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Norman Lebrecht’s Album of the Week – Polish Violin Concertos

By (July 16, 2016) No Comment

005489764_190Polish violin concertos

** (2of5)

There used to be a truth, universally acknowledged across the record industry, that you could put out unfamiliar music with a famous artist or popular music with an unheralded performer but never attempt what Donald Rumsfeld might have called the unknown unknowns.

That fundamental truth was well and truly overturned by the rise of Naxos, which built its fortune on a catholic blend of neglected artists and untapped catalogue, often with salutary results. The present release is a case in point.

None of these four concertos is much performed, even in Poland where there might be a streak of national interest. Two of them are near-masterpieces. Grayzna Bacewicz (1909-69), one of the most interesting women to compose in the 20th century, is identified chiefly with post-War austerities. Her first violin concerto, written in 1937 when she was a young concertmaster of the newly-formed Polish Radio Orchestra, takes its opening cue from Stravinsky before scuttling off into a heady little world of its own, a world of dancing and emotion and the possibility of love. Such fun, I listened three times on the trot.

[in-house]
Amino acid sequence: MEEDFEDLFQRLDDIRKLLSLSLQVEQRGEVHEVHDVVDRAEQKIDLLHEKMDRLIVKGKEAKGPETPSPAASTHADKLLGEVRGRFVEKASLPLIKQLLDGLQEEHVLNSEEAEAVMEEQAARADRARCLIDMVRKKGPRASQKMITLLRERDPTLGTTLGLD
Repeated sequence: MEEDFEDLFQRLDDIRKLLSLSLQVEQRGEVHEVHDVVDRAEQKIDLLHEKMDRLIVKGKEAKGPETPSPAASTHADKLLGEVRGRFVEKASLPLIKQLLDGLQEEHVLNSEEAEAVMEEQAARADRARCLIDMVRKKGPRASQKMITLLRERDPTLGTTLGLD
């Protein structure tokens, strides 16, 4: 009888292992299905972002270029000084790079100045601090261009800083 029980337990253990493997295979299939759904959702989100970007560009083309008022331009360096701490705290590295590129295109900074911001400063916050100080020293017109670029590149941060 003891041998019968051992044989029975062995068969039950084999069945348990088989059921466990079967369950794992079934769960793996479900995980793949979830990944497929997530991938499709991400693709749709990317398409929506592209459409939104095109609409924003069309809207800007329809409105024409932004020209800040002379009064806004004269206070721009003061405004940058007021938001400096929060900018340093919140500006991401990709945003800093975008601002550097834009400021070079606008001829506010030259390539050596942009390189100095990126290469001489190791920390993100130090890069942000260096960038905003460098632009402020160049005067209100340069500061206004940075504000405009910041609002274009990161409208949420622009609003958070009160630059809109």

Andrzej Panufnik’s 1971 concerto is a reflection on exile, written beside the Thames at Twickenham and premiered by Yehudi Menuhin. Freed from the structural complexities of some of his symphonies, Panufnik is heard here at his warmest, most playful and least sentimental. The concerto has been a favourite of mine ever since its composer sought me out as a friend.

The other concertos – by Alexandre Tansman (1897-1986) and Michal Spisak (1914-65) – while never matching these heights of invention are full of interesting and pleasurable ideas, concisely delivered at around ten minutes apiece. No-one who picks up this album will feel cheated.

So why just two stars? Piotr Plawner is a dexterous soloist and the Kammersymphonie Berlin offer decent accompaniment, but the interpretations are safe and somewhat anonymous. Compare the Panufnik performance to Menuhin’s recording, or to the more recent Alexander Sitkovetsky, and it’s a Skoda beside a Mercedes, underpowered and requiring too much suspension of disbelief. On this occasion, bigger brand names might have delivered better performance. But then bigger names stick to the motorways of the repertoire, seldom travelling the byways.

Norman Lebrecht has written 12 books about music, the most recent being Why Mahler? He hosts the blog Slipped Disc, writes a monthly essay for Standpoint magazine and is writing two more books.